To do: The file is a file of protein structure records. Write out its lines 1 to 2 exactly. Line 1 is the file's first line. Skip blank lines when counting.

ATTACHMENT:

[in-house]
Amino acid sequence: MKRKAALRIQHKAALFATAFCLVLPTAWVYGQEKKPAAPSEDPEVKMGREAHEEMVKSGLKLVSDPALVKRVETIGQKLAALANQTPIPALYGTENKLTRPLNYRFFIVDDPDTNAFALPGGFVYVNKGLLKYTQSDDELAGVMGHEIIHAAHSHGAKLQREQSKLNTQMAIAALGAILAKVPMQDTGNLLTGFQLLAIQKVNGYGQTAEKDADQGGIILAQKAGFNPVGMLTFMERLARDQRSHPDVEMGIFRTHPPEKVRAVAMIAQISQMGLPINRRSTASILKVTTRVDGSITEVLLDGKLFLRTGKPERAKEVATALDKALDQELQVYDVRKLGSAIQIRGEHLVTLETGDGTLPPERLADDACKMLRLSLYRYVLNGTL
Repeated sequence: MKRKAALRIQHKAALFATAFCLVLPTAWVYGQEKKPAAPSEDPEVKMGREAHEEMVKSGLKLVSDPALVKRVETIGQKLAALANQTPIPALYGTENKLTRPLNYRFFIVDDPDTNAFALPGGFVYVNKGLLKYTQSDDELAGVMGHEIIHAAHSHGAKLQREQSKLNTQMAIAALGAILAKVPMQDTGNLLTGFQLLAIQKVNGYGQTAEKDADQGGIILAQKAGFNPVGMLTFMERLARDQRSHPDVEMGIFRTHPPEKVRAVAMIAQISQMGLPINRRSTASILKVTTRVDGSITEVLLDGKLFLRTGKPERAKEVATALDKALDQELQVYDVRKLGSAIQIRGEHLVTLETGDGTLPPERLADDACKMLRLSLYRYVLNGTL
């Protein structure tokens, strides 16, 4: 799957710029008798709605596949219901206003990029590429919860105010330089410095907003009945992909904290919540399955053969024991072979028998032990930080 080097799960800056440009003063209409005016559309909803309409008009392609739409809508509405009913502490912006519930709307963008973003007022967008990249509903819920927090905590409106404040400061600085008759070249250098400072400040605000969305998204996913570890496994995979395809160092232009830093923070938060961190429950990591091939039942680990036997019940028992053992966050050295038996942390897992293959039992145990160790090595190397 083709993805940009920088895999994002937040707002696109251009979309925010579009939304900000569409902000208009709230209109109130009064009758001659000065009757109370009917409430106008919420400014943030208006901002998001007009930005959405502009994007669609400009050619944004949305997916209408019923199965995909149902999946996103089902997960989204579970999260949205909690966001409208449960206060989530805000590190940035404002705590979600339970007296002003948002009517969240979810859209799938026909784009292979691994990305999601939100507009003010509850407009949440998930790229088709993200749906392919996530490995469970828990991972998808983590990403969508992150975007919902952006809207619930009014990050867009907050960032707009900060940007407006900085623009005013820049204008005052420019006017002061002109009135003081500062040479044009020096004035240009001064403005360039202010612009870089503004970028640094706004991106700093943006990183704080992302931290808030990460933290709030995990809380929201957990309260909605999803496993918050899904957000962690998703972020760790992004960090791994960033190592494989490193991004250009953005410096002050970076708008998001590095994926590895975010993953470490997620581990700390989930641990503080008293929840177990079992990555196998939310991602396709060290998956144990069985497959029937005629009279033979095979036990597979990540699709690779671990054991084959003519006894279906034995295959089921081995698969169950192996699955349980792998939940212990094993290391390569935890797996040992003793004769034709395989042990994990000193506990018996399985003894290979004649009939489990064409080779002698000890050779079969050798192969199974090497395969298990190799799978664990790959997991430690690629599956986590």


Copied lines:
[in-house]
Amino acid sequence: MKRKAALRIQHKAALFATAFCLVLPTAWVYGQEKKPAAPSEDPEVKMGREAHEEMVKSGLKLVSDPALVKRVETIGQKLAALANQTPIPALYGTENKLTRPLNYRFFIVDDPDTNAFALPGGFVYVNKGLLKYTQSDDELAGVMGHEIIHAAHSHGAKLQREQSKLNTQMAIAALGAILAKVPMQDTGNLLTGFQLLAIQKVNGYGQTAEKDADQGGIILAQKAGFNPVGMLTFMERLARDQRSHPDVEMGIFRTHPPEKVRAVAMIAQISQMGLPINRRSTASILKVTTRVDGSITEVLLDGKLFLRTGKPERAKEVATALDKALDQELQVYDVRKLGSAIQIRGEHLVTLETGDGTLPPERLADDACKMLRLSLYRYVLNGTL